Keeping Track of Online Appearances

We all know one of the hardest aspects of being an indie writer is keeping our name out there in front of readers. Luckily, we have a zillion ways to do that: Facebook, Twitter, our own blog, guest blogs, review sites, author interviews. There really is no lack of exposure if we go looking for it and ask for it. But for some of us, the problem is not getting the exposure, it’s keeping track of it all.

I’m guessing I’m not the only one who’s made an arrangement to provide a guest post or author interview, and once I got the piece off to the site owner, I completely forgot about it. If I’m lucky, the site owner sends out an e-mail the day before to suggest tweets or FB posts; if I’m not, I hear three days later from someone, “Hey, nice post last week.” Ug.

I once got an e-mail request for an interview and dutifully answered all the questions. Then I got another e-mail request for another interview, and answered those questions, too. One of the requesters sent me a follow-up e-mail, asking for more information, and I got a little ticked because I had already supplied that. And because I thought I had already gone into detail, I kept my answers short. Imagine my chagrin when I realized I was confusing the two, and I actually had not given detail to the requester I had given curt answers to. My mistake, simply because I had not taken the time to keep track of whom I was talking to, and my loss, because the interview was less than stellar.

After that, I resolved to keep better track of what I was doing when, and for whom. I worked up a table to help me. I keep this running list in a Word doc (could also use Excel), and I always keep the most recent contact on top. I put in the date I make the contact, the web address, the contact’s name and e-mail address, and the subject matter. When the post is scheduled, I then put in the run date. If I’ve sent out a query and have never received an answer, the lack of a run date tells me that.

With this, I can quickly run down the list and remember when I’m slated to appear and I can easily go to the site and leave comments, then tweet out and post announcements on Facebook. If I’ve queried for a spot and haven’t received a date, I can send out a gentle nudge to the often overworked bloggers. And if I get a lead on an absolutely fabulous blog, I can also double-check to make sure I haven’t already queried them! I would love to say that I have a mind like a steel trap, but the truth of the matter is that I have far too much in my brain to try to keep track of all this information, as well. And I certainly don’t want the bloggers thinking they’re dealing with a complete air-head.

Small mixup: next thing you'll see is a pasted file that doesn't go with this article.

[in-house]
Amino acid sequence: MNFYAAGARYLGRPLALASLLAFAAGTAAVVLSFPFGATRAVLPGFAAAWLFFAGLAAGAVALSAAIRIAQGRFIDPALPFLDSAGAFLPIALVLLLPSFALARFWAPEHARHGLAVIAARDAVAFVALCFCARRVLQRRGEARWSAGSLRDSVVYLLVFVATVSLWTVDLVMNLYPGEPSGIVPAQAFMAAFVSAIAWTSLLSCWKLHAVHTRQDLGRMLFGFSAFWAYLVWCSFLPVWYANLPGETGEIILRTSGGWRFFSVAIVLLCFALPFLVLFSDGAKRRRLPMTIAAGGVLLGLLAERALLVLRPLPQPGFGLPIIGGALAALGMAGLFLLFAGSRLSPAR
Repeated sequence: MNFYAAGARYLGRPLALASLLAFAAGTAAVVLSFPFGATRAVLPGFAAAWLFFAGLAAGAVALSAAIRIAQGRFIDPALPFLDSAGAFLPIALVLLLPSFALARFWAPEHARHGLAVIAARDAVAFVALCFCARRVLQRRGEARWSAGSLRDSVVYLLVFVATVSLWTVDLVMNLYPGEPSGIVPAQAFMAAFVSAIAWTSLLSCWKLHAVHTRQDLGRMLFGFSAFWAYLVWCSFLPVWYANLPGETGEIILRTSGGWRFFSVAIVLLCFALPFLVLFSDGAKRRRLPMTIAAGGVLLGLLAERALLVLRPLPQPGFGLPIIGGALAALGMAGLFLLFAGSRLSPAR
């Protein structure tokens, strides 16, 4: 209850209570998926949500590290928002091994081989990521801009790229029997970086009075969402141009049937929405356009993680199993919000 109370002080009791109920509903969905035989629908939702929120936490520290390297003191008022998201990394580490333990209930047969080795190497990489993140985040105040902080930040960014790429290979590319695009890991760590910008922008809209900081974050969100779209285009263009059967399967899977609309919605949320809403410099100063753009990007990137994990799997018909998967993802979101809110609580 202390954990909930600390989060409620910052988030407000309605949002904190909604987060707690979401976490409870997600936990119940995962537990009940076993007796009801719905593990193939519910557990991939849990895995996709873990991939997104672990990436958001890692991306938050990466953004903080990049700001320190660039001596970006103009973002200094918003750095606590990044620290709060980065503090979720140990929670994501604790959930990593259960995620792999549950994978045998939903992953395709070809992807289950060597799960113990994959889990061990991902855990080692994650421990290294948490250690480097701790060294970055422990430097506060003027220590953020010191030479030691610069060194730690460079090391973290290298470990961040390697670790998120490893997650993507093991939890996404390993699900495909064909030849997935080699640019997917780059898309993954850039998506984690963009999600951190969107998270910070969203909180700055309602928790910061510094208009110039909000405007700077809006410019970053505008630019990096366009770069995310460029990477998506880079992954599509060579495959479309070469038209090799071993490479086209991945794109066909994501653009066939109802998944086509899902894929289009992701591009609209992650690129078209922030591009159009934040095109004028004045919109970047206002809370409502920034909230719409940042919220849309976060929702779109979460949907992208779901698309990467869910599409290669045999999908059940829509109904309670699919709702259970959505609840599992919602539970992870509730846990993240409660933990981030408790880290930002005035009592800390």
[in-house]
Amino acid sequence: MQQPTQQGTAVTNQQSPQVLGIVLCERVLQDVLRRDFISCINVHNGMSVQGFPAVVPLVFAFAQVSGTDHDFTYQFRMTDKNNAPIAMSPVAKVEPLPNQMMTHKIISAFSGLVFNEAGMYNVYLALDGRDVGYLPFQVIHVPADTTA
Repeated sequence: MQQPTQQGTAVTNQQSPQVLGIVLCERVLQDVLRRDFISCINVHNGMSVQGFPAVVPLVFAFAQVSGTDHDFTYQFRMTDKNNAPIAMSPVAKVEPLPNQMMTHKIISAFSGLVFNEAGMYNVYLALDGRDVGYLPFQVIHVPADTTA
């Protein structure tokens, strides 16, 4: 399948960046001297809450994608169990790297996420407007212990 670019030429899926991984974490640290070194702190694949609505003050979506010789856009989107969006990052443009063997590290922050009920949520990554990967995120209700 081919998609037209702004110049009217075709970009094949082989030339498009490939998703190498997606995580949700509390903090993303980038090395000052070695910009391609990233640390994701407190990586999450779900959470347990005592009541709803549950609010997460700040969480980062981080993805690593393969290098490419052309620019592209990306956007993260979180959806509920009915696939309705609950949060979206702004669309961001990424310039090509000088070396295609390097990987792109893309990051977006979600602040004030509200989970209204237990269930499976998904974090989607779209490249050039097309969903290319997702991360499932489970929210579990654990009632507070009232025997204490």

Author: Melissa Bowersock

Melissa Bowersock is an eclectic, award-winning author who writes in a variety of fiction and non-fiction genres. She has been both traditionally and independently published and lives in a small community in northern Arizona. Learn more about Melissa from her Amazon author page and her blog.

20 thoughts on “Keeping Track of Online Appearances”

  1. It’s not easy to keep track. I know I have missed a commitment or two and felt so bad about it afterward. This may come in very handy. Now all I need is to remember to USE IT. lol

  2. You’re my hero, Melissa 🙂 I love Excel, but have drifted away from using it much anymore. I usually pencil events in on my calendar (old school). For time-sensitive, important stuff I’ll schedule an alert on my email.

    Now you’ve inspired me to get back in the spreadsheet game and become more organized!

    1. What’s cool, too, is looking back on all I’ve done. My list now goes back almost 2 years, and it’s pretty amazing what all’s on it. If you love Excel, you’ll like this.

    1. A calendar could work, but I like to keep it simple and be able to go down the list of run dates so I know exactly what’s up. This way I can just glance at it quickly and know if I’m due to make an appearance.

  3. Good tips, Melissa.

    I’ve found just inputting the info on my Google calendar is helpful, as it syncs with my phone and I can see when I’ve got something coming up (or set an email reminder). But a spreadsheet can work, especially when it comes to remembering to complete stuff and send it in. I come from a journalism background, so if someone gives me something to do and no deadline, it sits in a murky limbo, so a spreadsheet would be helpful just to remind me of tasks.

    1. Before this, I would leave e-mails in my in-box to remind me that I needed to do something, but then the in-box gets too full and I might still miss something amid the noise. I’ve found this list keeps me on track better than anything else I’ve tried.

  4. Thank you very much for sharing your idea. As a 77 year old aspiring writer, it has been difficult for me to keep track of what I have been doing in the world of internet. From today, I will keep a record of my activities.

  5. Great post, Melissa. I really ought to do this. 😀 I don’t think I’ve dropped any balls (yet!), but it would be handy to have the links to appearances, so I could click back and see where I’ve been.

    I would use it in conjunction with a calendar. The calendar keeps me on track; this is more of a historical record.

    BTW, all you Excel-obsessed people (lol!), you can do the same thing by setting up a table in Word. I know Excel already has the little boxes drawn for you, but a table can be a better choice if your data doesn’t include any formulas.

    1. Lynne, I can’t even remember why I set this up in Word, but I did, and it works fine. Excel has the added advantage of a sort function, but I’ve never had the need for that.

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